Debate Round No. 2
GreenTeas

Pro

In this round, I present my rebuttal.

Even if one disagrees with certain military policies involving drones, one can still support the use of drones by the military. You could disagree with missile strikes in Kosovo, but you could still support the use of missiles by the military.

I am arguing that the military should be able to use drones due to their inherent advantages – both in military strikes and non-combat purposes (which constitute the majority of drones).


Rebuttal to :: Drones have no ability to distinguish between bystanders and targets

My opponent argues that drones have no capability to distinguish between bystanders and actual targets because drone pilots must rely on the information provided to them before striking.

However, conventional aircraft pilots are subject to the exact same limitations of information prior to deploying missiles or bombs as drone pilots. Further, unlike conventional pilots, drone pilots will have even more information available to them, because they will have often observed and followed their target for days before initiating the strike.[1]

Conventional pilots are similarly unable to accept the surrender of a combatant, just as drone pilots would be.

The only difference between conventional pilots and drone pilots, in this regard, is that drone pilots have continuous surveillance of the area that is being targeted and can choose to abort or divert the missile if evidence emerges that the target is not correct or civilians are present.[1] This type of evidence is frequently not available to a conventional pilot who is sent to deploy missiles or bombs from miles above. Nor would that information be available when missiles are launched from surface ships or submarines – such as the Tomahawk missile commonly used in the past.

Moreover, drone pilots can seek direct advice from their commanding officer, who can view the information and real-time video himself, before deciding to strike – another option not available to conventional pilots that improves the reliability of this form of military strike.[1]


Rebuttal to :: Drones break international law and human rights

My opponent argues that killing persons who are “outside of combat” from surrendering may break the Geneva Convention. I agree, but my opponent is not arguing against using drones themselves here, he is arguing against the idea of killing combatants who attempt to surrender. He has provided zero evidence as to how often this happens or if it even happens at all, with respect to drones.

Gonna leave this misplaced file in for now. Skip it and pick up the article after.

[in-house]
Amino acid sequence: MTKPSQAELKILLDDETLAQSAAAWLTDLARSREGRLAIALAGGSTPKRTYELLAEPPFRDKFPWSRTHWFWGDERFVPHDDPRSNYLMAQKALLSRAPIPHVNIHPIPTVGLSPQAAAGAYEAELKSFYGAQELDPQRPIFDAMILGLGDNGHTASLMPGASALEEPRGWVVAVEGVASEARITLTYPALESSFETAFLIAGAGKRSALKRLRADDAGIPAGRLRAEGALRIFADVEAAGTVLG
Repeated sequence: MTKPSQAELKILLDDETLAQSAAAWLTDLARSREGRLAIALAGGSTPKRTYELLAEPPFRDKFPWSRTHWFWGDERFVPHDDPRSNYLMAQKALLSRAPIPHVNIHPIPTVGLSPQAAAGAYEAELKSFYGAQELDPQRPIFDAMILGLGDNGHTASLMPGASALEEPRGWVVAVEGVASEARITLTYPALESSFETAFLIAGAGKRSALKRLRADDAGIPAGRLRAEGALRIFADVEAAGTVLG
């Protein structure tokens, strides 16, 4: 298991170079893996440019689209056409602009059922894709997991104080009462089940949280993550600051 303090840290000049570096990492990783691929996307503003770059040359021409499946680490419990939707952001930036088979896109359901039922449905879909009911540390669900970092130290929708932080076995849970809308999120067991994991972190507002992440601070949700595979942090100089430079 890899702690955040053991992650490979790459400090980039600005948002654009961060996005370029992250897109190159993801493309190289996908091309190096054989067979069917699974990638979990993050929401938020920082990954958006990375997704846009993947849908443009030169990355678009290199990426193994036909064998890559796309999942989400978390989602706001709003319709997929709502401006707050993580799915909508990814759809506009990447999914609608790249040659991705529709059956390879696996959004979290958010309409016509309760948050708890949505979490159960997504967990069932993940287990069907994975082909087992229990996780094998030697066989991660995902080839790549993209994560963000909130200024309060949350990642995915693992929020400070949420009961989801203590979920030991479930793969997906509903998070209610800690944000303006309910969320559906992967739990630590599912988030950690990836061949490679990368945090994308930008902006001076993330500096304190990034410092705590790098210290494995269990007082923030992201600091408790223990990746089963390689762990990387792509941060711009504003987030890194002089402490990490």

Again, it is true that an aerial drone cannot accept the immediate surrender of a combatant, but neither can a conventional aircraft. The difference is that an aerial drone can actually see that a combatant has attempted to surrender, and potentially could monitor a surrendered combatant until troops arrive to detain him. A conventional aircraft could not achieve this outcome.

In the past, attempting to surrender to an oncoming bomber jet would be a fruitless endeavor – as it would never see you – and you would be blown up anyway. Today, with military drones, there is the possibility that the military can now observe combatants who attempt to surrender and choose to alter their course of action appropriately – potentially improving the morality of war and decreasing unethical casualties.[1]


Rebuttal to :: Assassination by drone

My opponent argues that troops could attempt to apprehend targets instead of striking, but often such courses of action are not available or would be extremely costly to human lives.

Similar arguments for capture could be made in every type of missile strike, but often these attempts would not be feasible. Troops may not be available in the area, allied lives may be lost if such a capture were attempted, and the targets would often die resisting. Consider U.S. Operation Gothic Serpent in Somalia which had the purpose of capturing a Somali warlord, but ultimately failed and cost thousands of civilian lives.[2]

One could argue that we should capture enemy combatants in every possible war scenario but the costs to human life in attempting that goal is simply too great.


Rebuttal to :: Drones push us in many more wars than we want, harm foreign relations, and are costly

My opponent says the low cost of drones removes an important deterrent to war. He points to the use of drone strikes in impoverished countries like Yemen,[3] Somalia[4] and Pakistan[5].